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Topic: Beta testers needed for a new library that generates true random numbers (Read 9 times) previous topic - next topic

wanderson

I have just published a new library that uses the jitter associated with the watch dog timer and timer one on an arduino to generate truly random numbers.  Preliminary testing indicates that this library generates random sequences with far greater entropy and uniformity than either the randomSeed(analogRead(0)) method or the TrueRandom library which demonstrably does not generate true random numbers.

I would like folks to download and test the software for defects.  While I have tested the software and the algorithms used on all current arduino hardware, UNO (dip and smd), MEGA (R3), and the 32u4 used in the leonardo, I would like to obtain test data from as many different examples of these chips as possible.  To that end I would appreciate any an all folks emailing me (at wandrson01 at gmail.com) with screen captures of the following sketch, along with the type of arduino used (UNO, MEGA, LEONARDO, etc... along with indication if the chip is a smd or dip version).  To be statistically significant the samples need to contain at least 25,000 lines of capture (a few hours run time), but 250,000 (a day and a half) would be even better.  I will collect the results from these samples and publish the statistical performance on the libraries web site.

While it appears that the library is producing cryptographically useful random numbers, the test data needs to be from a much larger sample to verify that.  Here is the test script I need run to collect these samples:

Code: [Select]

// Generate_Random_Numbers - This sketch makes use of the Entropy library
// to produce a serial of random 8 bit integers (bytes) that are streamed
// to the serial port of the arduino
//
// Copyright 2012 by Walter Anderson
//
// This file is part of Entropy, an Arduino library.
// Entropy is free software: you can redistribute it and/or modify
// it under the terms of the GNU General Public License as published by
// the Free Software Foundation, either version 3 of the License, or
// (at your option) any later version.
//
// Entropy is distributed in the hope that it will be useful,
// but WITHOUT ANY WARRANTY; without even the implied warranty of
// MERCHANTABILITY or FITNESS FOR A PARTICULAR PURPOSE.  See the
// GNU General Public License for more details.
//
// You should have received a copy of the GNU General Public License
// along with Entropy.  If not, see <http://www.gnu.org/licenses/>.

#include <Entropy.h>

void setup()
{
  Serial.begin(115200);

  // This routine sets up the watch dog timer with interrupt handler to maintain a
  // pool of real entropy for use in sketches.  This mechanism is relatively slow
  // since it will only produce a little less than two 32-bit random values per
  // second.
  Entropy.Initialize();

}

void loop()
{
  // When the random method is called with a single integer parameter it will return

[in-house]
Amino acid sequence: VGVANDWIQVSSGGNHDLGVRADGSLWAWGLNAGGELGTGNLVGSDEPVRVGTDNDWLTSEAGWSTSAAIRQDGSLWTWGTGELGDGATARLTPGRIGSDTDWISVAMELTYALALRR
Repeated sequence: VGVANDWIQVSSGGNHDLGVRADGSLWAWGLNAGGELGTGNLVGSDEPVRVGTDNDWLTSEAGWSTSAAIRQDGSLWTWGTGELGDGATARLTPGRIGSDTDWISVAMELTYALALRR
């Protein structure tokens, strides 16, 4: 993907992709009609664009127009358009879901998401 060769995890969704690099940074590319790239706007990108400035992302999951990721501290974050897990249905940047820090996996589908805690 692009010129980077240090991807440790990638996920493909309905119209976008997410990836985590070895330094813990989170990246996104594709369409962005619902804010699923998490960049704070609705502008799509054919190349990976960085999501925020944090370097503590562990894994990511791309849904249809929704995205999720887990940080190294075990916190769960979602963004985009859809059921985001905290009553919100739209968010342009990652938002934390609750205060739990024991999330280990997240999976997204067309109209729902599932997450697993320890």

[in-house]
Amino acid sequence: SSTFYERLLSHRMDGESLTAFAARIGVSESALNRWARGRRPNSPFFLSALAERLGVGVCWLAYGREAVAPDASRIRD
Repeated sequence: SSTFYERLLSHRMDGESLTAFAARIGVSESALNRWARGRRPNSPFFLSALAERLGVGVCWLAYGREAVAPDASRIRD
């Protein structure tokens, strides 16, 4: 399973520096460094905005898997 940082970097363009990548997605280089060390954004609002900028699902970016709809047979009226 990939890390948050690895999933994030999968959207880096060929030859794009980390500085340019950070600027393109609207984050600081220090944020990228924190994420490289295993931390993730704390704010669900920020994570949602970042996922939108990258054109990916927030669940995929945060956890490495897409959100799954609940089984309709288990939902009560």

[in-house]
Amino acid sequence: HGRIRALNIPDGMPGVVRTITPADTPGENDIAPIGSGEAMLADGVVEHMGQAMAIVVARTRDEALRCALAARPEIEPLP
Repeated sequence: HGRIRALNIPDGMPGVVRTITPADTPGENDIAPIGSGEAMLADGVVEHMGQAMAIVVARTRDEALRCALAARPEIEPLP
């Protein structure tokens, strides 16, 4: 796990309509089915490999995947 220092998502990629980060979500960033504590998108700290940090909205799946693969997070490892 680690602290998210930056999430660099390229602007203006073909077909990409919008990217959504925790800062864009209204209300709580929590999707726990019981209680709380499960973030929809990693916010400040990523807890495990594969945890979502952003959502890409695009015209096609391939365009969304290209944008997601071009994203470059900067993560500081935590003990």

// a random integer that is in the range: 0 <= random_value < integer parameter
  Serial.println(Entropy.random());
}


The library (zip file) is available from the download page (a link to the library is on the home page) at http://code.google.com/p/avr-hardware-random-number-generation/ as well as an attachment to this post.

The source of the library is also on this site as a git repository and includes the draft of the documentation I have prepared.  I welcome any and all comments.  Any assistance is appreciated.
New true random number library available at: http://code.google.com/p/avr-hardware-random-number-generation/

Current version 1.0.1

pYro_65

I've got a clone mega 2560 I'll set up soon.
But before I do I might try and find a standalone serial app, don't want to use the IDE serial monitor.

EDIT: Is running now, I have at least 48 hours I can donate to this.

pYro_65

I'm not far into this, so I will ask; Do you want the data as binary instead, seems easier to work with when analysing, not to mention the size.
Code: [Select]
#include <Entropy.h>

void setup()
{
 Serial.begin(115200);
 Entropy.Initialize();
}

void loop()
{
 uint32_t u_Data = Entropy.random();
 char *c_Data = ( char* ) &u_Data;
 for( char c_Index = 0 ; c_Index < sizeof( uint32_t ) ; Serial.write( c_Data[ c_Index++ ] ) );
}

wanderson

Thank you.  I chose the ascii data format for two reasons.  One, it avoided any issues with platform specific binary storage formats, which shouldn't matter if the data is truly random, but if not could introduce bias.  And secondly, I wanted it easy for everyone to see what data they were providing me, so it was clear that it wasn't a virus or such.

Feel free to use a zip or other archiving program to compress the ascii file when you email it.  Thanks!
New true random number library available at: http://code.google.com/p/avr-hardware-random-number-generation/

Current version 1.0.1

wanderson


I've got a clone mega 2560 I'll set up soon.
But before I do I might try and find a standalone serial app, don't want to use the IDE serial monitor.

EDIT: Is running now, I have at least 48 hours I can donate to this.


I use minicom on my linux boxes to perform the screen captures.  On windows, older versions will have hyper terminal which would work, new versions of windows could make use of bray's terminal to perform that function.  Also bray's is very useful for other arduino related communication

http://www.smileymicros.com/download/term20040714.zip?&MMN_position=42:42
New true random number library available at: http://code.google.com/p/avr-hardware-random-number-generation/

Current version 1.0.1

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